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Articles by M.Z. Abdullah
Total Records ( 4 ) for M.Z. Abdullah
  M.S. Mat-Shayuti , M.Z. Abdullah and P.S.M. Megat-Yusoff
  This study investigates the effect of blending polycarbonate (PC) into polypropylene (PP) matrix polymer on water absorption properties and morphology. The blends, containing 5-35% of polycarbonate and 5% compatibilizer, were compounded using twin - screw extruder and fabricated into standard tests samples using compression molding. The compatibilizer used was polypropylene-graft-maleic anhydride (PP-g-MA). In water absorption test, specimens were immersed in distilled water at 23 and 100°C. In 23°C immersion, PC showed the highest absorption at 0.362 wt.% while PP was the lowest at 0.064 wt.%. The blends demonstrated transitional absorption value between PP and PC. In 100°C immersion, 90/5/5, 80/15/5 and 70/25/5 compositions (PP/PC/PP-g-MA) exhibited lower absorption than PP, indicating enhanced long-term degradation resistance in water compared to PP. Microscopy analysis showed that PC existed as fibers, dispersed throughout PP matrix.
  E. Mohammadpour , M. Awang and M.Z. Abdullah
  A finite element simulation technique for estimating the mechanical properties of Single-Walled Carbon Nanotube (SWCNT), polymer composites is developed. In the present modeling work, individual carbon nanotube is simulated as a frame-like structure and the primary bonds between two nearest-neighboring atoms are treated as 3D beam elements. The beam element nonlinear properties are determined via the concept of energy equivalence between molecular dynamics and structural mechanics using Modified Morse potential. Young’s modulus of SWCNTs is estimated to illustrate the accuracy of this simulation technique. Results show that the obtained mechanical properties of nanotubes by the present method are in good agreement with their comparable results.
  H.H.P.L. Pham , R. Rusli and M.Z. Abdullah
  Carbon Capture and Storage (CCS) is an alternative for decreasing greenhouse gas (GHG) emissions by removing carbon dioxide (CO2) from power plants. Accidental discharges from CCS plant will result in a release of dense CO2 gas cloud to the ambience at high concentration which becomes a dominated threat to human health. However, there is a knowledge gap in assessing the release of CO2 via pipeline leakage. Thus, it is necessary to develop an accurate consequence model for CO2 release in order to demonstrate a safe layout and other safeguards. In this study, pure CO2 discharge and dispersion have been detailed out using a three-dimension model with presence of obstacles in a Computational Fluid Dynamics (CFD) software. The realizable κ-ε turbulence model was chosen for simulating the dispersion of pure CO2-air. A case study based on Kit Fox gas experiments of pure CO2 instantaneous release is developed to evaluate the discharge scenario. The results obtained from the model are compared with experimental data available in literatures and validation is achieved.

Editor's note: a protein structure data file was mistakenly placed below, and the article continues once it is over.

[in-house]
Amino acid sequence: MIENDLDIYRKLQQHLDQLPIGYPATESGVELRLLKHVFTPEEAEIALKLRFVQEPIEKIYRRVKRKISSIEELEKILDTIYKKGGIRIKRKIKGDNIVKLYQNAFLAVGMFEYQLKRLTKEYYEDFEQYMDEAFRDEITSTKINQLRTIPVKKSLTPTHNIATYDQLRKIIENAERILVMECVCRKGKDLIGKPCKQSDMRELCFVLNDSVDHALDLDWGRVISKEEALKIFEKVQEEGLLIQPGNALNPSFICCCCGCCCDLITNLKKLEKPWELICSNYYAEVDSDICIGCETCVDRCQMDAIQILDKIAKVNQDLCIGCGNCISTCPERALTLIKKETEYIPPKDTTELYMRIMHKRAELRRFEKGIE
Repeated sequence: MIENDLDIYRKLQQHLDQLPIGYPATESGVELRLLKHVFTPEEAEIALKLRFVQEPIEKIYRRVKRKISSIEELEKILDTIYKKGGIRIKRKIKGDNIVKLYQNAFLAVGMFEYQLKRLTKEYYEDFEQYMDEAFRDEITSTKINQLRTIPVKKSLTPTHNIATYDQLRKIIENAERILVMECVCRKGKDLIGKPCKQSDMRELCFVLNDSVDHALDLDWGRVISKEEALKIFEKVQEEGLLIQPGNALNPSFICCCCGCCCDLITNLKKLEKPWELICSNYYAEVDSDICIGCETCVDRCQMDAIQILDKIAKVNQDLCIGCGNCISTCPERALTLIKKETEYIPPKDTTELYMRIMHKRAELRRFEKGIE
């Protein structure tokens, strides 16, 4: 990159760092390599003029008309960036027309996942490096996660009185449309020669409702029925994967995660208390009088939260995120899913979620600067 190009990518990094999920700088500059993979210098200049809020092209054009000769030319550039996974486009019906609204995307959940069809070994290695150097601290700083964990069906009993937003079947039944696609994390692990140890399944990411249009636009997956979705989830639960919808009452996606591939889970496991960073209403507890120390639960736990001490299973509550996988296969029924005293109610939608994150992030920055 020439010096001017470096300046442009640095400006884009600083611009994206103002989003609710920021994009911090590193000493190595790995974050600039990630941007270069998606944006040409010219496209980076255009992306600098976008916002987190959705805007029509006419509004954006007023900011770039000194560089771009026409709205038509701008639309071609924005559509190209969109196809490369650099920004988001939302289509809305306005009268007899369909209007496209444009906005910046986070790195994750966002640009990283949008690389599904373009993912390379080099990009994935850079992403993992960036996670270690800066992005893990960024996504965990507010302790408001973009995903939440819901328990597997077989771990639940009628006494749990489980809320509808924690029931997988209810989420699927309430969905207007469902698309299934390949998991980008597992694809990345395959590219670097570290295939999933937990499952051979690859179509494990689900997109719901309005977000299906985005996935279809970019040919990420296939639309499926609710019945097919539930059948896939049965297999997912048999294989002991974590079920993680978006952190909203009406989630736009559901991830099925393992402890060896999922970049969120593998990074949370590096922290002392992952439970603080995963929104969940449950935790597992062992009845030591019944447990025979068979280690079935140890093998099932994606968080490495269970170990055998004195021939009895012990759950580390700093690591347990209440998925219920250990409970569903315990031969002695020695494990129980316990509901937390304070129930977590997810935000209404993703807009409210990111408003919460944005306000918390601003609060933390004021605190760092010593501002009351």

C.S. Ramesh , R. Noor Ahmed , M.A. Mujeebu and M.Z. Abdullah
  Copper based composites having hard reinforcements such as silicon carbide, alumina and cerium oxide do possess higher strength, better wear resistance and higher coefficient of friction when compared to copper. However, they pose several challenges in machining such as higher tool wear and inferior surface finish. On the other hand, copper based composites having soft reinforcements such as graphite, molybdenum disulphide and calcium fluoride do possess lower coefficient of friction and better machinability characteristics. Against this background, an attempt is made to develop a new class of copper composite materials by dispersing both the hard and soft reinforcements in appropriate proportions to ensure optimization of mechanical properties and machinability characteristics. In this paper the development and testing of copper–TiO2–boric acid composites by liquid metallurgy method is presented. Metallographic study, micro hardness, tensile strength, friction and wear tests on these hybrid composites have been carried out. The results show that copper–TiO2–boric acid composites possess higher hardness, higher tensile strength, higher coefficient of friction and better wear resistance when compared with pure copper.
 
 
 
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